ROCHESTER, N.Y. (WROC) — On September 11, 2001, Marine Joe Chenelly, a combat correspondent, was Down Under with Australian troops and fellow US forces. They just wrapped up a field training exercise, on their first liberty break in weeks.

“And the lights came up and the owner of the bar jumped up on top of the bar and yelled ‘all Americans, get out,'” he says.

Chenelly and his team were being recalled back to their ships immediately. America was under attack.

“A couple of boatswain’s mates grabbed me, and threw me in the brig for about the first hour.” With his camera gear, he was given an extra security screening. The crew, taking no chances and screening everyone for everything. The Marines and Sailors, preparing for combat. 

“And they’re cleaning their weapons, ready to go to war,” he says.

Chenelly was going to leave the service and become an English teacher. That all changed on 9/11. He was in Pakistan on October 7, the first day of the actual forces on the ground — crossing over into Afghanistan.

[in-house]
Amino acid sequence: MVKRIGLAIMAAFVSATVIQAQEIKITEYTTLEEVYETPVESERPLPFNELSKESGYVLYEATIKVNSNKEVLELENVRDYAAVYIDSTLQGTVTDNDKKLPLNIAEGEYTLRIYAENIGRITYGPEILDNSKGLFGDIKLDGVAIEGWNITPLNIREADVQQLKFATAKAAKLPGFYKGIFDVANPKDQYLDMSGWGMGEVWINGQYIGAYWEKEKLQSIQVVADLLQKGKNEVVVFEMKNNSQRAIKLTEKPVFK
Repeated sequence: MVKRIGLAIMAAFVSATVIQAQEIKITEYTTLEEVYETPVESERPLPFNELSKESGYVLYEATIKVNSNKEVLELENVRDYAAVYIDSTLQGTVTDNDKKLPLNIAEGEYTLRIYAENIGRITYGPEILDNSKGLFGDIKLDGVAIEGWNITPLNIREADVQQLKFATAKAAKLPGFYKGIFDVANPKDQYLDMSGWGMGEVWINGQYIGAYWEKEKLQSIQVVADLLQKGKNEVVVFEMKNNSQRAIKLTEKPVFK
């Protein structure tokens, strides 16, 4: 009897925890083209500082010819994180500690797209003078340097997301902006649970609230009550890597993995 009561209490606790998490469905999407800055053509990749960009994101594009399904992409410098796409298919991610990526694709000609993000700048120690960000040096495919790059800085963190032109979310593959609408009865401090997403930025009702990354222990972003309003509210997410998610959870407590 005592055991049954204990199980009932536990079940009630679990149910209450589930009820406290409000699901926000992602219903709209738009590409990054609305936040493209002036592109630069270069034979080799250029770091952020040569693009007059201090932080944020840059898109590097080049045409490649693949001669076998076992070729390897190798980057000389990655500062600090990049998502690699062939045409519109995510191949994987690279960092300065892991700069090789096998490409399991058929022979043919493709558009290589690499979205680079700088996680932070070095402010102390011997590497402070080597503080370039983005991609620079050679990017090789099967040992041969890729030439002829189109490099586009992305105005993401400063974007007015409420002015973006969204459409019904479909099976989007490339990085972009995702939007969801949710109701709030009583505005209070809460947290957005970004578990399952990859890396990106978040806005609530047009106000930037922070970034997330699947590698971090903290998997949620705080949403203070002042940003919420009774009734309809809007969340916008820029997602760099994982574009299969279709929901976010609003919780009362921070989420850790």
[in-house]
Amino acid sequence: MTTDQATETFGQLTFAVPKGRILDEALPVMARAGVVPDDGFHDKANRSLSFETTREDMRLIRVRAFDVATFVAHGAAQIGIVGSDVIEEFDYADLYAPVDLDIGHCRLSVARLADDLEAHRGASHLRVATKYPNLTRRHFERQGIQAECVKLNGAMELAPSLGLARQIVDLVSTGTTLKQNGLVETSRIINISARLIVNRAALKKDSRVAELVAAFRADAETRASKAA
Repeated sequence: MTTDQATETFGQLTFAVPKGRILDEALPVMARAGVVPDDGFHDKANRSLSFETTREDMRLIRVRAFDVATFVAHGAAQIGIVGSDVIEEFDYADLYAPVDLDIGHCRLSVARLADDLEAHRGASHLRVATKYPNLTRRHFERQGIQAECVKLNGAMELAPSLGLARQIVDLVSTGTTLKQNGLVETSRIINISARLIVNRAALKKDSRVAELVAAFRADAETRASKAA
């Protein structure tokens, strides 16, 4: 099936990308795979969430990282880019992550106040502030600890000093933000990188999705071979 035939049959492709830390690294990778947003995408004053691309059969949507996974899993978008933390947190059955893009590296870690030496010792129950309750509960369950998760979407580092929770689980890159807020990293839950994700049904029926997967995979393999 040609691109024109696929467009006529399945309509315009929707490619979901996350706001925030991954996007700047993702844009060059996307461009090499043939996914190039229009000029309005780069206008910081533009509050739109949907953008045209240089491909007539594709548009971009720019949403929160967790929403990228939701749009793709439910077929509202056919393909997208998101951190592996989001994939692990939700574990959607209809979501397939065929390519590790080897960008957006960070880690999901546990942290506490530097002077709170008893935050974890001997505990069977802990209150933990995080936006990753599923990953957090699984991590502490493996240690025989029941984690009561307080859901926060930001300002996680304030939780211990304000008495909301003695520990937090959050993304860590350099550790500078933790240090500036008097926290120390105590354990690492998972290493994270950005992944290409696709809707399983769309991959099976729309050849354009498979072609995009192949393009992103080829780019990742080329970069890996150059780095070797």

“I was on the second helicopter to touch down in what we ended up calling ‘Camp Rhino,'” he says.

First US flag raising in Afghanistan, 2001. Photo by Joe Chenelly

The Afghan people, a great help during ground operations. “They were very happy to see us there,” he says.

Chenelly now heads up AMVETS, a veterans service organization. He says 20 years after the start of the war with Afghanistan, many who served over there are now having trouble with the US exit.

“People are calling us, we’re trying to figure out the best ways to help them,” he says.

Yet he says in 20 years, boots on the ground there— meant no terror attacks happened here.  “I think it’s important for us to understand those sacrifices were worthwhile,” he says.

Of the current government now in control of Afghanistan he says, “I don’t trust the Taliban, that’s the bottom line.” Adding as long as they are in charge of that strategic part of the world, we are again in danger.

Chenelly also deployed to Iraq during his time as a combat correspondent. He later worked for Military Times and USA Today.